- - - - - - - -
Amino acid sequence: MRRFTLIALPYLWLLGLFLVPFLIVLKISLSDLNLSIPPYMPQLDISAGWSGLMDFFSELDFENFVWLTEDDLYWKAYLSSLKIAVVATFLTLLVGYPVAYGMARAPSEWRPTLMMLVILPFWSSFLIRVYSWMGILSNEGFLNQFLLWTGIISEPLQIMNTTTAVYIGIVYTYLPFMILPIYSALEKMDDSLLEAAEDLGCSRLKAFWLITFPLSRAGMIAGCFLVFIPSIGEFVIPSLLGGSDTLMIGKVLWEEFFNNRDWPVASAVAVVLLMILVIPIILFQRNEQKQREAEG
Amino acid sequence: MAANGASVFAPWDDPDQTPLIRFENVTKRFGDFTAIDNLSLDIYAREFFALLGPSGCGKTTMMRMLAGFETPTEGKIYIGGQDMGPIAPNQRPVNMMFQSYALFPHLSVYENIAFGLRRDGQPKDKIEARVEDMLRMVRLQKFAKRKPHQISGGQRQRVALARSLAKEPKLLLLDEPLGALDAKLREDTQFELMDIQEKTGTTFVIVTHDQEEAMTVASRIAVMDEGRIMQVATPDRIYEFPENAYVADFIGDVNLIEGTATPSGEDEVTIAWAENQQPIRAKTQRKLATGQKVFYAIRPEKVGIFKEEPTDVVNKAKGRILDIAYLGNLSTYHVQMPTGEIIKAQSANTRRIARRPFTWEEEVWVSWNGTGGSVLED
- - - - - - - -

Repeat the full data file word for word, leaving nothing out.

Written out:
Amino acid sequence: MRRFTLIALPYLWLLGLFLVPFLIVLKISLSDLNLSIPPYMPQLDISAGWSGLMDFFSELDFENFVWLTEDDLYWKAYLSSLKIAVVATFLTLLVGYPVAYGMARAPSEWRPTLMMLVILPFWSSFLIRVYSWMGILSNEGFLNQFLLWTGIISEPLQIMNTTTAVYIGIVYTYLPFMILPIYSALEKMDDSLLEAAEDLGCSRLKAFWLITFPLSRAGMIAGCFLVFIPSIGEFVIPSLLGGSDTLMIGKVLWEEFFNNRDWPVASAVAVVLLMILVIPIILFQRNEQKQREAEG
Amino acid sequence: MAANGASVFAPWDDPDQTPLIRFENVTKRFGDFTAIDNLSLDIYAREFFALLGPSGCGKTTMMRMLAGFETPTEGKIYIGGQDMGPIAPNQRPVNMMFQSYALFPHLSVYENIAFGLRRDGQPKDKIEARVEDMLRMVRLQKFAKRKPHQISGGQRQRVALARSLAKEPKLLLLDEPLGALDAKLREDTQFELMDIQEKTGTTFVIVTHDQEEAMTVASRIAVMDEGRIMQVATPDRIYEFPENAYVADFIGDVNLIEGTATPSGEDEVTIAWAENQQPIRAKTQRKLATGQKVFYAIRPEKVGIFKEEPTDVVNKAKGRILDIAYLGNLSTYHVQMPTGEIIKAQSANTRRIARRPFTWEEEVWVSWNGTGGSVLED